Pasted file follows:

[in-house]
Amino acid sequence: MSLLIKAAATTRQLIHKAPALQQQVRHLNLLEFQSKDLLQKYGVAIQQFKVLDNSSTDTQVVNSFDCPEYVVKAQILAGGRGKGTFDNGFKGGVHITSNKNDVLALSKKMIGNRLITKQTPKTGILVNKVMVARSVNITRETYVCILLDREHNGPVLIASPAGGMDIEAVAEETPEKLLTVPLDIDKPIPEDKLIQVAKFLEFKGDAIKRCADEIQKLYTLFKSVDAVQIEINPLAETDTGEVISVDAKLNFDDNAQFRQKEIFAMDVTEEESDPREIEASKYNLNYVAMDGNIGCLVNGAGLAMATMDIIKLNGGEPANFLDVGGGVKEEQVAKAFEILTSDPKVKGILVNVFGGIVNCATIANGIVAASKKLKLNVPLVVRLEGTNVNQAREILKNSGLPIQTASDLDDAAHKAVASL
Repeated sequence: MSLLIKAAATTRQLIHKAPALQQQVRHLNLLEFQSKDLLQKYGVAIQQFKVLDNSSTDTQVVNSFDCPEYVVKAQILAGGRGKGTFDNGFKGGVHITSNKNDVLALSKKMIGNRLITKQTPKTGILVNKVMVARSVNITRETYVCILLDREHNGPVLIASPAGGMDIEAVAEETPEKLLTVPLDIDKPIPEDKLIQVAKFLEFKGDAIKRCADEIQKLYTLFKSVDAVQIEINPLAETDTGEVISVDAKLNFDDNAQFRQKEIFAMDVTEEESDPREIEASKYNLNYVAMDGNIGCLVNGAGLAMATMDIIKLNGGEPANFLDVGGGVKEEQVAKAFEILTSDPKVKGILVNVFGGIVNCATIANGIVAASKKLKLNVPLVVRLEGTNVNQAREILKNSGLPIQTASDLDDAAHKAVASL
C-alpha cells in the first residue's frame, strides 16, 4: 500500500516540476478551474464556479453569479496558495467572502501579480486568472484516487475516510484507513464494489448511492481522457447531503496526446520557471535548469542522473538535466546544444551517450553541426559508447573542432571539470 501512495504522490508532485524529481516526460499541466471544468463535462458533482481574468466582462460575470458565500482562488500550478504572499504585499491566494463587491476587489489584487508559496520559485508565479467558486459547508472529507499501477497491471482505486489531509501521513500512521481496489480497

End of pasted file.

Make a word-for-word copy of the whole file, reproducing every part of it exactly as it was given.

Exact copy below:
[in-house]
Amino acid sequence: MSLLIKAAATTRQLIHKAPALQQQVRHLNLLEFQSKDLLQKYGVAIQQFKVLDNSSTDTQVVNSFDCPEYVVKAQILAGGRGKGTFDNGFKGGVHITSNKNDVLALSKKMIGNRLITKQTPKTGILVNKVMVARSVNITRETYVCILLDREHNGPVLIASPAGGMDIEAVAEETPEKLLTVPLDIDKPIPEDKLIQVAKFLEFKGDAIKRCADEIQKLYTLFKSVDAVQIEINPLAETDTGEVISVDAKLNFDDNAQFRQKEIFAMDVTEEESDPREIEASKYNLNYVAMDGNIGCLVNGAGLAMATMDIIKLNGGEPANFLDVGGGVKEEQVAKAFEILTSDPKVKGILVNVFGGIVNCATIANGIVAASKKLKLNVPLVVRLEGTNVNQAREILKNSGLPIQTASDLDDAAHKAVASL
Repeated sequence: MSLLIKAAATTRQLIHKAPALQQQVRHLNLLEFQSKDLLQKYGVAIQQFKVLDNSSTDTQVVNSFDCPEYVVKAQILAGGRGKGTFDNGFKGGVHITSNKNDVLALSKKMIGNRLITKQTPKTGILVNKVMVARSVNITRETYVCILLDREHNGPVLIASPAGGMDIEAVAEETPEKLLTVPLDIDKPIPEDKLIQVAKFLEFKGDAIKRCADEIQKLYTLFKSVDAVQIEINPLAETDTGEVISVDAKLNFDDNAQFRQKEIFAMDVTEEESDPREIEASKYNLNYVAMDGNIGCLVNGAGLAMATMDIIKLNGGEPANFLDVGGGVKEEQVAKAFEILTSDPKVKGILVNVFGGIVNCATIANGIVAASKKLKLNVPLVVRLEGTNVNQAREILKNSGLPIQTASDLDDAAHKAVASL
C-alpha cells in the first residue's frame, strides 16, 4: 500500500516540476478551474464556479453569479496558495467572502501579480486568472484516487475516510484507513464494489448511492481522457447531503496526446520557471535548469542522473538535466546544444551517450553541426559508447573542432571539470 501512495504522490508532485524529481516526460499541466471544468463535462458533482481574468466582462460575470458565500482562488500550478504572499504585499491566494463587491476587489489584487508559496520559485508565479467558486459547508472529507499501477497491471482505486489531509501521513500512521481496489480497